Thursday, 14 February 2002
FORGET Charmed and Harry Potter, there are real witches, sorcerers and magicians out there whose lives and rituals are just as interesting -- if not more so.
A new course open to the public delves into the practices of real-life "Harry Potters". The course, called Sorcery, Witchcraft, Shamanism and Healing, is part of the latest program of public courses being offered by Adelaide University's Centre for Professional and Continuing Education.
Under the guidance of anthropologist Dr Kingsley Garbett, participants will learn for 12 weeks (starting in March) about the witchdoctors of Africa, shamans from the Amazon and Zambezi valleys, witches from the 16th century, and others who practise magic rituals.
Dr Garbett has recently retired from Adelaide University following a long career in the university's Anthropology Department. He has been Reader in Anthropology at Adelaide University since 1976 and has studied rituals for more than 40 years, including field work in Zimbabwe, Malawi and Sri Lanka. He is now a Visiting Research Fellow at the University.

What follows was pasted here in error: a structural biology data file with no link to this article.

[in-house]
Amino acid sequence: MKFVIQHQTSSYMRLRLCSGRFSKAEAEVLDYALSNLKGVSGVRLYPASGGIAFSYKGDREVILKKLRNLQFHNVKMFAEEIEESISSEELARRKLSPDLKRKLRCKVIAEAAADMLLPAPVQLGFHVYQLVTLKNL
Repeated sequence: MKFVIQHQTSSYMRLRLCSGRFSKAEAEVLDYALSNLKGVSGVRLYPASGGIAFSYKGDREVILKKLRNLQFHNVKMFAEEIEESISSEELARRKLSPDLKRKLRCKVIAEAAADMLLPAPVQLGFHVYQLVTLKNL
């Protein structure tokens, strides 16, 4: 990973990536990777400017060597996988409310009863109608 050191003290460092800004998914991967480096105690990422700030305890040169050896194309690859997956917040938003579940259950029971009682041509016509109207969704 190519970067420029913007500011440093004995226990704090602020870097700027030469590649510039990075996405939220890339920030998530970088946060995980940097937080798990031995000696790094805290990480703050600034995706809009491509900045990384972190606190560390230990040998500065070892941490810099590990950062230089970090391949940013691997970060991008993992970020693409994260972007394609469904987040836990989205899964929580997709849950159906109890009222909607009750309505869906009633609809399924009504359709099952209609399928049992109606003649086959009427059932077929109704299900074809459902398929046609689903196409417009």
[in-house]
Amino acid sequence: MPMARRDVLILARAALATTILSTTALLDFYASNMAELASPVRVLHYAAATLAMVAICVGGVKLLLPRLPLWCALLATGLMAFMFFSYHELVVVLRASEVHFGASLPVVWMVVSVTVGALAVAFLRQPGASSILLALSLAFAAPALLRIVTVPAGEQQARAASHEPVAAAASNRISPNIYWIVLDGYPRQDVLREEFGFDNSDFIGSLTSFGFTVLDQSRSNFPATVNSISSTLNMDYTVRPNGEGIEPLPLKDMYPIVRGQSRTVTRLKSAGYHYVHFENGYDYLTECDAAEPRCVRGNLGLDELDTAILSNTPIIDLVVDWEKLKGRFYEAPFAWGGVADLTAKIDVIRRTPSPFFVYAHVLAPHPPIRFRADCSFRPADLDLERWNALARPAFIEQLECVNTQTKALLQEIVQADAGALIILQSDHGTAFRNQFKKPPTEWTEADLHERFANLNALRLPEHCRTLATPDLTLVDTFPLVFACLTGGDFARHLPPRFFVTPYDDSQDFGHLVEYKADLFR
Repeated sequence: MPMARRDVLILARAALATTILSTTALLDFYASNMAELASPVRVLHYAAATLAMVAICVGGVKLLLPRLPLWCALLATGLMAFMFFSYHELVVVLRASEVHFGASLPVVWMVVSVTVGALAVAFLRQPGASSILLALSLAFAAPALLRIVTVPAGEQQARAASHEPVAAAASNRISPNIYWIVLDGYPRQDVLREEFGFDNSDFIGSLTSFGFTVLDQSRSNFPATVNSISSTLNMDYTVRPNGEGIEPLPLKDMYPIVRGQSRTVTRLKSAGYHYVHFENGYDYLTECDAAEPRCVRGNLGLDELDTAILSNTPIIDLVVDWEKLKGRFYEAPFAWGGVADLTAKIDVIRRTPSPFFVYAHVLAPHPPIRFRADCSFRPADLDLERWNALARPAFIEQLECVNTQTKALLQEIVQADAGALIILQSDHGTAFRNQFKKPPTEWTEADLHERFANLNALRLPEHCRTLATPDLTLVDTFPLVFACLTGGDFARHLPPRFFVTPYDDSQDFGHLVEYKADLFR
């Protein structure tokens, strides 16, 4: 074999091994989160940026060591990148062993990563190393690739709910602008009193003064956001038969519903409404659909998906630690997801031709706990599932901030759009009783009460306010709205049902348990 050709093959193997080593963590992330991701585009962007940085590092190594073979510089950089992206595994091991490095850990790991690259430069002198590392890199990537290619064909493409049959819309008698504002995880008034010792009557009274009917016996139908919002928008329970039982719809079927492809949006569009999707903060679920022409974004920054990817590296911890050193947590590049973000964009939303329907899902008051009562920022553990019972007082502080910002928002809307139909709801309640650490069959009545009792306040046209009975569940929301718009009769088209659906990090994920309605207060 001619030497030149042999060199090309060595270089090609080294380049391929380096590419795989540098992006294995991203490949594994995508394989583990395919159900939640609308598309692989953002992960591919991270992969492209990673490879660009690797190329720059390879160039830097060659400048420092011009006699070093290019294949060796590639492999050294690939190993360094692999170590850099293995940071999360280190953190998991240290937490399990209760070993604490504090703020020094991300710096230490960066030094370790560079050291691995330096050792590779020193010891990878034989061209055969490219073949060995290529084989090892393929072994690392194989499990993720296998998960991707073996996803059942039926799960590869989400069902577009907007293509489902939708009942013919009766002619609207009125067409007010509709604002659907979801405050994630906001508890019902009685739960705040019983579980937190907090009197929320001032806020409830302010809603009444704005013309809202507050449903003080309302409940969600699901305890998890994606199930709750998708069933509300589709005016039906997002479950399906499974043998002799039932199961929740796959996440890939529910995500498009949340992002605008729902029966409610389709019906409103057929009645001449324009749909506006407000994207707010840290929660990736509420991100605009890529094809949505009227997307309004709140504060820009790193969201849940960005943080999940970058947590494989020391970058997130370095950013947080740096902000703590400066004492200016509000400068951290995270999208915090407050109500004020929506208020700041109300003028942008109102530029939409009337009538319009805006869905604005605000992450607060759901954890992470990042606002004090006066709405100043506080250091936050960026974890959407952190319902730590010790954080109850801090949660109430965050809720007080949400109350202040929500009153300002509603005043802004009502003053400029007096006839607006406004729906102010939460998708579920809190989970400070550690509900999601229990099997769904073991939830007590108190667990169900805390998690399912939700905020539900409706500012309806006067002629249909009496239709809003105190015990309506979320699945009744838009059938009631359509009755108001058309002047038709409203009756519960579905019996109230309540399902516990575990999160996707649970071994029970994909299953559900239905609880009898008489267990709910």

"Witches, sorcerers, magicians and shamans are credited universally with extraordinary powers to kill or cure, to bring rain, to make crops grow and often to foresee the future," Dr Garbett says.
"People credited with such ritual powers are often poor, politically weak and, frequently, women. Why should this be so? How do the politically weak and marginal come to be credited with such extraordinary powers? How do they justify and protect their powers against the sceptical and the curious?
"These questions and more will be answered during the course."
For more information about this course or other public courses available this semester, members of the public should call Professional and Continuing Education: (08) 8303 4777.